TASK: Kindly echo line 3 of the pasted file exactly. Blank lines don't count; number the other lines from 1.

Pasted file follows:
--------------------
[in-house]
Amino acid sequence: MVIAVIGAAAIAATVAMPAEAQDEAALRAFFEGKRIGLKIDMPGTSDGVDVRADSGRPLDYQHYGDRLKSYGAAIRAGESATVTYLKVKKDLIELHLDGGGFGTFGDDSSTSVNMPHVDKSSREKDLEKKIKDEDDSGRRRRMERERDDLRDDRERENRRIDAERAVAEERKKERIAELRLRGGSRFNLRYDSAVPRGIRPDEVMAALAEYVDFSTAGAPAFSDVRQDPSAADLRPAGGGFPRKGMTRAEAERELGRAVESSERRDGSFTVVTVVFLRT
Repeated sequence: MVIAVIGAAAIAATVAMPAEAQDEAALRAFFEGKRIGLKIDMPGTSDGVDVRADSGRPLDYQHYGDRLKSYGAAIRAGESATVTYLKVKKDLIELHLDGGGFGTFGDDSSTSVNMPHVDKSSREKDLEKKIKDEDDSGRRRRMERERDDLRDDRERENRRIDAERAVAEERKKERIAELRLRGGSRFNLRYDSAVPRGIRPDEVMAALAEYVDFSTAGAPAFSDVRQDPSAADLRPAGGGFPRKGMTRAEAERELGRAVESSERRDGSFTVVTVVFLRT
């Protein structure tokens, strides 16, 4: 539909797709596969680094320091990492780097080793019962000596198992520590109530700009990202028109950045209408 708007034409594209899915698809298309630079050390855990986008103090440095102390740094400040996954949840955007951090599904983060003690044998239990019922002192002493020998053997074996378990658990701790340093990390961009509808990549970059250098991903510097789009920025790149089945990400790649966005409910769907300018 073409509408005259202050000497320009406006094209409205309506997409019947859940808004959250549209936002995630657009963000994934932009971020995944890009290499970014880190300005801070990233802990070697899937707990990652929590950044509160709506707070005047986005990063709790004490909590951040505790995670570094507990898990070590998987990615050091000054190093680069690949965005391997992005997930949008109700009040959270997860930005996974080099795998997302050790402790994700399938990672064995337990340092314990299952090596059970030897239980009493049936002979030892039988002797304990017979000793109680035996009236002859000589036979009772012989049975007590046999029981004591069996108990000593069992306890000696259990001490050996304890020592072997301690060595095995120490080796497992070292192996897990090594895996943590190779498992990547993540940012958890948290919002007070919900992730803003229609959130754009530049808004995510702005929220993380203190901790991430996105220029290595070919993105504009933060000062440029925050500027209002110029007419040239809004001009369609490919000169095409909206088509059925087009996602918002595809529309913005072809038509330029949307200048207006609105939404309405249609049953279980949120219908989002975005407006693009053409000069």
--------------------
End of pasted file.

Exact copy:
Repeated sequence: MVIAVIGAAAIAATVAMPAEAQDEAALRAFFEGKRIGLKIDMPGTSDGVDVRADSGRPLDYQHYGDRLKSYGAAIRAGESATVTYLKVKKDLIELHLDGGGFGTFGDDSSTSVNMPHVDKSSREKDLEKKIKDEDDSGRRRRMERERDDLRDDRERENRRIDAERAVAEERKKERIAELRLRGGSRFNLRYDSAVPRGIRPDEVMAALAEYVDFSTAGAPAFSDVRQDPSAADLRPAGGGFPRKGMTRAEAERELGRAVESSERRDGSFTVVTVVFLRT